One of my professors loves to remind the students in my class that, more likely than not, we’re not going to find jobs that fulfill us. We’re not even going to enjoy our jobs, necessarily. As shocking as his statements are, I can’t help but agree with him. We’ve learned to romanticize our prospects, endowing future careers with employee benefits that include spiritual fulfillment or happiness. We’re going to be disappointed if we expect the whole package to fall on our laps, particularly in our first jobs.
Jobs are the unattractive partner we would’ve married for money and status in the 1800s. Our ancestors, in some cases as recently as our parents, engaged in partnerships with work for the sake of what work could produce, not because of the intrinsic value of work or because they loved the work itself. These material relationships were expected to bear fruit in the form of wealth, security, and literal sustenance. Some found that they fell in love with the work, and others found that they could barely tolerate it. Regardless of the emotional or spiritual outcome, the focus of the workforce was on the value derived from the work, not the value inherent within it.
I’m sure some of us are still expected to marry into money (literally and metaphorically speaking); however, for the majority of us, the modern era allots a certain romanticism of the work force. For Boston College students in particular, some of which have the luxury of time and the security of money, there’s plenty of room to decide one’s “vocation.” Most of us expect a four-year minimum discernment process—and find ourselves distraught at how limited our prospects for “fulfillment” appear.
We expect too much from the material world, and as a result find ourselves suffering greater anxiety and disappointment than our precursors felt. They simply wanted jobs; we desire meaning, arguably to the extent of religion. Their consuming expectations were to feed their families. We want jobs that make us happy, and these expectations consume us endlessly. By romanticizing what should be a simple, efficient relationship with work, we limit the realistic, material benefits it has to offer. Perhaps there is love to be found there, but in fixating endlessly upon the prospect, we detach ourselves from the possibility of realizing it. We can’t jump straight into the honeymoon stage, and by comparison the necessity of commitment and sacrifice within the relationship will naturally appear faded or dull.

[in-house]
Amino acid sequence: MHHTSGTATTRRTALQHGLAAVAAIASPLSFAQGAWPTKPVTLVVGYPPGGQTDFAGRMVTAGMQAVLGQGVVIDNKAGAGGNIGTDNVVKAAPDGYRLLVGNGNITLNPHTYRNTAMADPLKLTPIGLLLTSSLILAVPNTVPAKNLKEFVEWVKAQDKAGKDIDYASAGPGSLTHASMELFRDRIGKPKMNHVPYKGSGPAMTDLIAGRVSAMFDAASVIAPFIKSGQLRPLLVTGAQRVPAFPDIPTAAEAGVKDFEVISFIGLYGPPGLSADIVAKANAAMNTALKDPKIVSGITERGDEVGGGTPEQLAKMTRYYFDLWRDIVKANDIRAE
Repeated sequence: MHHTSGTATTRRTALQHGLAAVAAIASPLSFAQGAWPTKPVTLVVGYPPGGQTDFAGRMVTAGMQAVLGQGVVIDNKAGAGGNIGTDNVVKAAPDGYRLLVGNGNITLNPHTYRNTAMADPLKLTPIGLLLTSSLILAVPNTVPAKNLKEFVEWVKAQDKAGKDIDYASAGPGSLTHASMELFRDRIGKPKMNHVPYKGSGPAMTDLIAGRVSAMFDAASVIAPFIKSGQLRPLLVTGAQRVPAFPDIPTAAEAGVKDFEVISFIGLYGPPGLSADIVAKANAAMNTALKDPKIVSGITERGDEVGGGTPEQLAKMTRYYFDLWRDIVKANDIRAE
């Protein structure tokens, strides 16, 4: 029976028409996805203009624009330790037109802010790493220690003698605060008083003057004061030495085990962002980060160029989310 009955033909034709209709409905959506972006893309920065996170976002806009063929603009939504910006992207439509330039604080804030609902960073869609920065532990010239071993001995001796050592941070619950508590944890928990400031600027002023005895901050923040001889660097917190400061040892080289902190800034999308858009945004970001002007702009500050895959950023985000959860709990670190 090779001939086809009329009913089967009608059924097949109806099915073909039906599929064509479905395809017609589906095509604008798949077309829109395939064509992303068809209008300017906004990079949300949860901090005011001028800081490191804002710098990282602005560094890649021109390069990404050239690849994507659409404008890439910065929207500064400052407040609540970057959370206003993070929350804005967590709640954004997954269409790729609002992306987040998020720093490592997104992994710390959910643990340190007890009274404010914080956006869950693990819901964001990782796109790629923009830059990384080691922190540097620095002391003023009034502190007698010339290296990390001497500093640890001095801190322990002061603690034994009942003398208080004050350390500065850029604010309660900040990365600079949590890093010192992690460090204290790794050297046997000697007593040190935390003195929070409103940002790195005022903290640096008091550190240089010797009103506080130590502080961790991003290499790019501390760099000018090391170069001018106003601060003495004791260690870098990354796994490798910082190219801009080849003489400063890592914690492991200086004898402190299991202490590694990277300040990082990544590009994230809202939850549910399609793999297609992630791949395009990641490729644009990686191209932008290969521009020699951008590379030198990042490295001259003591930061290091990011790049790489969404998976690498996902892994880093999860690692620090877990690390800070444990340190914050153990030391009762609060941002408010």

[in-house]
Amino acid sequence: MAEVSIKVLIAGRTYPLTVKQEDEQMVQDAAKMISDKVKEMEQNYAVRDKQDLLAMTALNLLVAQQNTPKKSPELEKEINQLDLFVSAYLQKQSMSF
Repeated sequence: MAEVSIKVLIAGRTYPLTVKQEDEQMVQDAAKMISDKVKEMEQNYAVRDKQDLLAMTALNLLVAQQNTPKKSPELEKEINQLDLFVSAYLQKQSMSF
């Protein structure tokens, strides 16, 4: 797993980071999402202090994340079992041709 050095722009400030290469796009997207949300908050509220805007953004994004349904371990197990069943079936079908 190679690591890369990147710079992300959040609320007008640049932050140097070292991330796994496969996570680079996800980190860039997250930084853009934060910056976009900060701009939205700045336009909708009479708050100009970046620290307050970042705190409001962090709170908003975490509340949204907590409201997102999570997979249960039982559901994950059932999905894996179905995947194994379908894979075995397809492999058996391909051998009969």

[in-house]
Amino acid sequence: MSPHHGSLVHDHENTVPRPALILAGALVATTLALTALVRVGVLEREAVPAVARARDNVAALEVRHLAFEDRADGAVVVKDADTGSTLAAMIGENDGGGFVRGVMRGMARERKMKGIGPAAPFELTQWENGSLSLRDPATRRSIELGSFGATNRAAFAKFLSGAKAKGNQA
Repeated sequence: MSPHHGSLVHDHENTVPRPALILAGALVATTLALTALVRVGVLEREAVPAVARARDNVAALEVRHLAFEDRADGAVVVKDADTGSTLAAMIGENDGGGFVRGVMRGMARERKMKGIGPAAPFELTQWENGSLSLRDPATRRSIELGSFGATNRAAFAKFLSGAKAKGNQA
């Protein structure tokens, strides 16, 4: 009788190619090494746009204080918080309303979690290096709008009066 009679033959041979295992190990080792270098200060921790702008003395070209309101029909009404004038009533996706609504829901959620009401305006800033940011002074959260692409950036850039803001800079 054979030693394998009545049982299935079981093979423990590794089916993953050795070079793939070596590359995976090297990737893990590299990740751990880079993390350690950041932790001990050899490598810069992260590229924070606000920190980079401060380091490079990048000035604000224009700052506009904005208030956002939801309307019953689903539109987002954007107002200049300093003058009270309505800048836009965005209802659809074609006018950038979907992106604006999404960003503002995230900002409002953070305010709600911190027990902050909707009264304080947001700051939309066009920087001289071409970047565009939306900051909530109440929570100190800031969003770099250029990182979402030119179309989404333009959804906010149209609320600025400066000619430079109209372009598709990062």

It’s ironic that we joke about the soullessness of CSOM professions. There are many suppositions behind the characterization of “heartless” careers, but, ultimately, it's derived from this fresh-grown distaste for the material aspect of jobs. But jobs should bring us money. We work for the sake of money. When I hear jokes about “selling one’s soul” to the world of investment banking, I wonder whether we’d prefer not to make money at all. Is that the ideal career? And at what point does that “ideal job” cease to be a job?
Perhaps at the heart of this unwillingness to succumb to “heartlessness” is a desire to avoid work altogether and focus instead on one’s thoughts and feelings. Maybe we’ve detached ourselves enough from the concept of work that it has become inherently distasteful. We’ve managed to evolve into creatures that can, but desire not to, sustain themselves. And as a result, we run the risk of endangering ourselves.
There is value to work, however menial or redundant the practice may appear. Sometimes that value is simply material: food on the table, money to pay rent. But if we focus endlessly on the prospect of achieving happiness and fulfillment through work, we’ll detach ourselves from the realistic benefits of work. We’ll undermine the very practice that gives substance to our lives—and by association, our happiness—and falter under thin, elusive illusions.